At this point in our collective consciousness, we all bemoan the crass consumerism that has become the dominant emphasis of the Christmas/Holiday season. Even the most chipper of Christmas boosters (the mistletoe-toting, eggnog-sipping, Santa-hat wearing, enthusiasts) will admit that Christmas has gotten away from us, and we have all drank the seasonal Kool-Aid when year after year we continue to load up our shopping carts with all manner of shiny consumer detritus (stuff I like to call “future trash”). But like a rising tide that swells at the close of every year, Christmas consumerism (even in this wintry economic climate) seems to keep on keeping on.
So it is pointless for me, or anyone else, to try to derail that train of conspicuous consumption, no matter how much of a runaway disaster it may be. However Joel Waldfogel, author of Scroogenomics: Why You Shouldn’t Buy Presents for the Holidays, takes issue with the practice of gift giving as being largely reckless, economically speaking. Waldfogel contends that the problem is that gift giving is a very sloppy method for matching stuff with people, and that the practice of matching gifts with recipients results in massive value destruction.
Waldfogel asserts, “Over the years, I’ve conducted numerous surveys to compare the satisfaction derived from gifts with items people purchase for themselves. The answer that emerges is that people value items they buy for themselves nearly 20 percent more. This means that the $65 billion in annual holiday spending generates about $12 billion less satisfaction than it would if we spend the money on ourselves.”
When considering the entire planet of Christmas frenzied shopping, worldwide people spend nearly $150 billion on December gifts per year, destroying about $25 billion in value (see Waldfogel’s opinion piece in the Boston Globe to see what he has to say about sentimental value).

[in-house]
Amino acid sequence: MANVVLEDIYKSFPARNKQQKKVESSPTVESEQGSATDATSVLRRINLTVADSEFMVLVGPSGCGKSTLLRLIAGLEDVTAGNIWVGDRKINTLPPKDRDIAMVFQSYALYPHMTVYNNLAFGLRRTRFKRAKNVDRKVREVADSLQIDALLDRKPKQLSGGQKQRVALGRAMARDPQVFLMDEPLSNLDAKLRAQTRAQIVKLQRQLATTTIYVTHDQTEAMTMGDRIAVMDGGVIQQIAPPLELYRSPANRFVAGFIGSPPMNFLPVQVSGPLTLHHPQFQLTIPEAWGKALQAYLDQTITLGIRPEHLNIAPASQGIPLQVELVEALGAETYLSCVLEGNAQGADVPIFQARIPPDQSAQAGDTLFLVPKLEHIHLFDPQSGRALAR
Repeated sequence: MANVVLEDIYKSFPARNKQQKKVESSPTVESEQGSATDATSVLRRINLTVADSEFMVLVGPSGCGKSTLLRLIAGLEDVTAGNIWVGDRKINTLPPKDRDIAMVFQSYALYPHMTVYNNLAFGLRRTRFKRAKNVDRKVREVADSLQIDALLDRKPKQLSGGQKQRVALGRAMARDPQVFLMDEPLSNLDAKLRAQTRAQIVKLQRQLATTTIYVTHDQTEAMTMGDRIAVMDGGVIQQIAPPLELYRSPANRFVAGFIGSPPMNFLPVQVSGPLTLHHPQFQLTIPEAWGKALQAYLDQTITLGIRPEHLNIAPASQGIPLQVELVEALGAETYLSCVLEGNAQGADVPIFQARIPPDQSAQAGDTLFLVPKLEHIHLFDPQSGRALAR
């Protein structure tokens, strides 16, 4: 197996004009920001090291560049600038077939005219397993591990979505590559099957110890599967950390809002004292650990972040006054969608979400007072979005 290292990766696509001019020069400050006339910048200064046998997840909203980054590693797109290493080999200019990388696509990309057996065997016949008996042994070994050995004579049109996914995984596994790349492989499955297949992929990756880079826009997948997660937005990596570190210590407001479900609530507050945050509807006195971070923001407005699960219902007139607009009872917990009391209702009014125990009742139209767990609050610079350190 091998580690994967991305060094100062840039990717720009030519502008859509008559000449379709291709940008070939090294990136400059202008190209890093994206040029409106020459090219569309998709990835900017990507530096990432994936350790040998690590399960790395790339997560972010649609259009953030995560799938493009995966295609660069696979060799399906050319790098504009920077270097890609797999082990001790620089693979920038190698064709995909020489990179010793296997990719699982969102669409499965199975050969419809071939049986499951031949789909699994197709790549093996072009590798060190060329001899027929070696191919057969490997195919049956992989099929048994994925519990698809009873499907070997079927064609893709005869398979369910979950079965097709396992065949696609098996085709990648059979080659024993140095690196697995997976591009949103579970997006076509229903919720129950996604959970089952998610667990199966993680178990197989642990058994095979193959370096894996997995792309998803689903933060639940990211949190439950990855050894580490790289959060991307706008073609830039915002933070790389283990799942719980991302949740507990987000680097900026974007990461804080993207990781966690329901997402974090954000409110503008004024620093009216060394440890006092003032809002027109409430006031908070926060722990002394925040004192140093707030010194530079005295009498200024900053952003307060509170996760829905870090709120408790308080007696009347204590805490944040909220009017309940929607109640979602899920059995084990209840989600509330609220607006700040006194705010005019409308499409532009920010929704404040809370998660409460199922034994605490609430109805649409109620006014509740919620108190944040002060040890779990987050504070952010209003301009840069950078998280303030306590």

Considering this, some might say that gift cards are the most economically viable way to go for holiday gifts, but more often than not approximately 10 percent of all gift card value is left unused (also tremendously wasteful). Not to mention that if gift cards are used to their maximum, gift recipients are often moved to pay over the allotted amount in order to obtain all of the inherent value of the card.
For me, the best, most economically prudent gift is the charitable donation in the name of the recipient (providing the gift goes toward a reputable and well operated charity). Sure a young child is not likely to be thrilled by a gift like this (for them you would probably be advised to forgo the Amnesty International donation and stick to toys and dolls) but for most adults this will be moderately appreciated (considering the large majority of adults claim they do not have the financial means to give charitable donations).
What are you doing this year as far as holiday gifts? How do you manage the compulsion to purchase with abandon? Is anyone making gifts in lieu of lots of indiscriminate buying? How do you make the holidays more palatable, both psychologically and economically?